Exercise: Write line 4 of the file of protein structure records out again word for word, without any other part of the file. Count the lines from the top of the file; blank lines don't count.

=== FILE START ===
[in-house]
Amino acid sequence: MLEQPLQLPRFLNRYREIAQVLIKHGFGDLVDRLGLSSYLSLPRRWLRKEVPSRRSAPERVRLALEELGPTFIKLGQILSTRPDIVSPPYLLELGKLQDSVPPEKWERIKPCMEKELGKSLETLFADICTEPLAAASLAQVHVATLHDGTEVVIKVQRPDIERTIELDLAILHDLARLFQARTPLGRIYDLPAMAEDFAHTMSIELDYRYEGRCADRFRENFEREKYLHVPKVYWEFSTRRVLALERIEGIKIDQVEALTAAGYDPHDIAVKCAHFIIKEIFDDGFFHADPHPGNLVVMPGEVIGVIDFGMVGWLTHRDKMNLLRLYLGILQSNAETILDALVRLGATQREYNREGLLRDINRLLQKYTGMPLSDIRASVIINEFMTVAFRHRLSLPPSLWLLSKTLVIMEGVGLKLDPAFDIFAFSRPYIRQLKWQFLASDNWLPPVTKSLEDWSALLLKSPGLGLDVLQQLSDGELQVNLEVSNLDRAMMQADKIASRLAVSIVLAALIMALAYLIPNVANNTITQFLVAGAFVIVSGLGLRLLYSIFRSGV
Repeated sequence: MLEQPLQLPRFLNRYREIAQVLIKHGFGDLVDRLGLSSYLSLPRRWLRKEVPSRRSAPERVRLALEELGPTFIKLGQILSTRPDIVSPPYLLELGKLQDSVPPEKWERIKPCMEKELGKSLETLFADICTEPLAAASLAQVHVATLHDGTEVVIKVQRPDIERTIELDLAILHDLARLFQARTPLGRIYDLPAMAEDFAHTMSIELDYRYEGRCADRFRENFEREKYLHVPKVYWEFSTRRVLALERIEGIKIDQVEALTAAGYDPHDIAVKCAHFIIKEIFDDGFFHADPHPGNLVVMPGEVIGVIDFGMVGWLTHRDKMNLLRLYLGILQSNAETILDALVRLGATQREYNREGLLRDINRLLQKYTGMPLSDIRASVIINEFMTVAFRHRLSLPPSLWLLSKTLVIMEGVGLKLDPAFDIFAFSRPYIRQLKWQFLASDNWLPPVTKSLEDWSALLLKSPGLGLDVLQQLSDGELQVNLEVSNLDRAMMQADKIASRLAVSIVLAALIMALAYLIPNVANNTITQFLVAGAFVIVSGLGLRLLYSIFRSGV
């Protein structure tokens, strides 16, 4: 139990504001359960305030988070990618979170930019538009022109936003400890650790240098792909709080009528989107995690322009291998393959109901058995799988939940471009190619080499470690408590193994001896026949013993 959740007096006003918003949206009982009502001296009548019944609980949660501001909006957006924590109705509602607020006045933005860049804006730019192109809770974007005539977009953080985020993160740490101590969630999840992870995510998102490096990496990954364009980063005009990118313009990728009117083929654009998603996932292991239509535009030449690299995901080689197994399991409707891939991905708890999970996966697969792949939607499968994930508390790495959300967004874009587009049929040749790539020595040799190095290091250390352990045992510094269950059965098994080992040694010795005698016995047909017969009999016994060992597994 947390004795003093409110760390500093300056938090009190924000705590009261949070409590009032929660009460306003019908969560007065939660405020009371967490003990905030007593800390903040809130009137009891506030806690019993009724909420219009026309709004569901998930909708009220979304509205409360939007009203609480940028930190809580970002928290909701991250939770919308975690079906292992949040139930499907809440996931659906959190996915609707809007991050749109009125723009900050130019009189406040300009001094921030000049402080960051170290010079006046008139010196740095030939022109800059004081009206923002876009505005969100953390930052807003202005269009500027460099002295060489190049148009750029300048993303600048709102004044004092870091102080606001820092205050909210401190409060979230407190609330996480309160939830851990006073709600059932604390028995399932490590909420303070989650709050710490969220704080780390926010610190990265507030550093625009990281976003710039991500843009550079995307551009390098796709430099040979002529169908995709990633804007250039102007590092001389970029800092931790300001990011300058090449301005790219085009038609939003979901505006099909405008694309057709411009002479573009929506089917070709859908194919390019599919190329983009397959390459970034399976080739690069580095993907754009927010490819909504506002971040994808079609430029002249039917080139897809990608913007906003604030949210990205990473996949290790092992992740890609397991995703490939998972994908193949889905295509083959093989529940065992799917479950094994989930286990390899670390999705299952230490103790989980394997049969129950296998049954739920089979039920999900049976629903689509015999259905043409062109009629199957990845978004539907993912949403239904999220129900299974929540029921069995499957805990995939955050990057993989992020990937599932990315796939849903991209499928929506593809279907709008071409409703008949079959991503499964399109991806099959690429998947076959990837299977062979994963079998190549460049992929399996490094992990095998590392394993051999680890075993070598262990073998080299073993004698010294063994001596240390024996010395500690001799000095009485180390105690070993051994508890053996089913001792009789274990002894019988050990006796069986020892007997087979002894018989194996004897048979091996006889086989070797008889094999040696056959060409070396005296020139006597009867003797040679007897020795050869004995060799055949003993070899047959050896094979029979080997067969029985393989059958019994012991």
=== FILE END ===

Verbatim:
């Protein structure tokens, strides 16, 4: 139990504001359960305030988070990618979170930019538009022109936003400890650790240098792909709080009528989107995690322009291998393959109901058995799988939940471009190619080499470690408590193994001896026949013993 959740007096006003918003949206009982009502001296009548019944609980949660501001909006957006924590109705509602607020006045933005860049804006730019192109809770974007005539977009953080985020993160740490101590969630999840992870995510998102490096990496990954364009980063005009990118313009990728009117083929654009998603996932292991239509535009030449690299995901080689197994399991409707891939991905708890999970996966697969792949939607499968994930508390790495959300967004874009587009049929040749790539020595040799190095290091250390352990045992510094269950059965098994080992040694010795005698016995047909017969009999016994060992597994 947390004795003093409110760390500093300056938090009190924000705590009261949070409590009032929660009460306003019908969560007065939660405020009371967490003990905030007593800390903040809130009137009891506030806690019993009724909420219009026309709004569901998930909708009220979304509205409360939007009203609480940028930190809580970002928290909701991250939770919308975690079906292992949040139930499907809440996931659906959190996915609707809007991050749109009125723009900050130019009189406040300009001094921030000049402080960051170290010079006046008139010196740095030939022109800059004081009206923002876009505005969100953390930052807003202005269009500027460099002295060489190049148009750029300048993303600048709102004044004092870091102080606001820092205050909210401190409060979230407190609330996480309160939830851990006073709600059932604390028995399932490590909420303070989650709050710490969220704080780390926010610190990265507030550093625009990281976003710039991500843009550079995307551009390098796709430099040979002529169908995709990633804007250039102007590092001389970029800092931790300001990011300058090449301005790219085009038609939003979901505006099909405008694309057709411009002479573009929506089917070709859908194919390019599919190329983009397959390459970034399976080739690069580095993907754009927010490819909504506002971040994808079609430029002249039917080139897809990608913007906003604030949210990205990473996949290790092992992740890609397991995703490939998972994908193949889905295509083959093989529940065992799917479950094994989930286990390899670390999705299952230490103790989980394997049969129950296998049954739920089979039920999900049976629903689509015999259905043409062109009629199957990845978004539907993912949403239904999220129900299974929540029921069995499957805990995939955050990057993989992020990937599932990315796939849903991209499928929506593809279907709008071409409703008949079959991503499964399109991806099959690429998947076959990837299977062979994963079998190549460049992929399996490094992990095998590392394993051999680890075993070598262990073998080299073993004698010294063994001596240390024996010395500690001799000095009485180390105690070993051994508890053996089913001792009789274990002894019988050990006796069986020892007997087979002894018989194996004897048979091996006889086989070797008889094999040696056959060409070396005296020139006597009867003797040679007897020795050869004995060799055949003993070899047959050896094979029979080997067969029985393989059958019994012991």